Country context

Country curator, Vivien Thompson, Director, Moree Plains GalleryCountry curator

Country curator, Vivien Thompson, Director, Moree Plains Gallery with Heather Anjolu Umbagai’s, Mirrirri, Red Winged Parrot, 2002, Moree Plains Gallery Collection.

Meet Vivien Thompson, aka Country Curator, the enthusiastic new Director of Moree Plains Gallery. Vivien hails from Brisbane and cut her teeth on roles at the National Gallery of Victoria and University of Queensland Art Museum before following her career and heart west. She’ll be bringing you updates over the coming months about country culture and the treasures contained within the Moree Plains Gallery collection, so here’s a taste of what’s to come.


Moving from the city to a country town can feel a bit like emigrating.

Almost everything feels foreign – the weather, the lack of traffic, the prolific insect population, and the dawning realisation that while you don’t know anyone in town, everyone knows you.

As an outsider it’s easy to be daunted by the endless list of names and the “who’s-related-to-who” that follows most introductions. Believe me, I know. I’ve just made the move from Brisbane to country NSW, stopping for a stint in Tamworth to test the waters, before moving to my new home of Moree. And yes, despite the initial strangeness of it, I now call it Home.

This realisation came to me when I introduced some visiting friends to the locals and dutifully recited their life stories (for context, you know), including place of birth and current location. Not something widely done in the city so I’m not as practiced at summarising peoples’ lives as the country ladies – perhaps mentioning their places of work would have sufficed – but it made me see that context is vital to building understanding.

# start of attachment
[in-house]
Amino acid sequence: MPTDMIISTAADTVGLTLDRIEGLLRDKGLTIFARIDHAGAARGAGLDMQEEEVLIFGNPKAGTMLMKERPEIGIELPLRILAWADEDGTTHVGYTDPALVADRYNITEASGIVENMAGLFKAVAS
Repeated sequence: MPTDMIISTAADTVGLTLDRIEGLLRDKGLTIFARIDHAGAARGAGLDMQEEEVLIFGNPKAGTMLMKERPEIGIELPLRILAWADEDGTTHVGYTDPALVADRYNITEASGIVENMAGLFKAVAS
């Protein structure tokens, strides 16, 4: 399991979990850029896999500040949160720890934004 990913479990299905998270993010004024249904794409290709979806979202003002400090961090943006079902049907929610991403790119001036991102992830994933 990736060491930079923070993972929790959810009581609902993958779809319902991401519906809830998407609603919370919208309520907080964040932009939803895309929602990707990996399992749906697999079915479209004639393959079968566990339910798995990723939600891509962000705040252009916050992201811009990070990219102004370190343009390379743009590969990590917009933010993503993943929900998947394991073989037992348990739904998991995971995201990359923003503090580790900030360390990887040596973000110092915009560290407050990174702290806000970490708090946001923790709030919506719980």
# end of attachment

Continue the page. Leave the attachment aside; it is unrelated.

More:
To use a metaphor from my profession, the “who’s-related-to-who” story is similar to a label next to a painting: it provides a framework (no pun intended) through which we begin to understand something of the work we’re looking at, why it’s in the gallery and depending on how well the label is doing its job, a ‘wow’ moment about the significance of the piece. Where once I might have stared blankly, fighting information overload in this merry-go-round of social introductions, I now listen intently to the background and try to connect the dots to find common ground with my new acquaintance. In other words, I always read the labels.

Out here, the bush telegraph is a marketing strategy in its own right.

As Director of the Moree Plains Gallery, I work with a wide variety of people and now see these social connections as a vital part my professional life and critical to the Gallery’s day to day operation. While the Gallery certainly relies on local newspapers, tourist information centres and social media for audience development, none of those can compete with the audience reached by word of mouth. Out here, the bush telegraph is a marketing strategy in its own right.

If you are moving to a country town or simply visiting for a few days, I recommend making the most of this priceless resource. While it’s undoubtedly useful to visit the information centre, don’t overlook a chat with the motel receptionist, the local shop keepers, baristas and publicans. Ask and you shall receive insights into the best picnic spots, picturesque bush walks, tips for enlightening cultural experiences, and if you’re lucky, they might even tell you about the best takeaway in town. As well as a tangle of social connections, small communities across Australia share a deep-seated pride in their towns and are itching to show them off.

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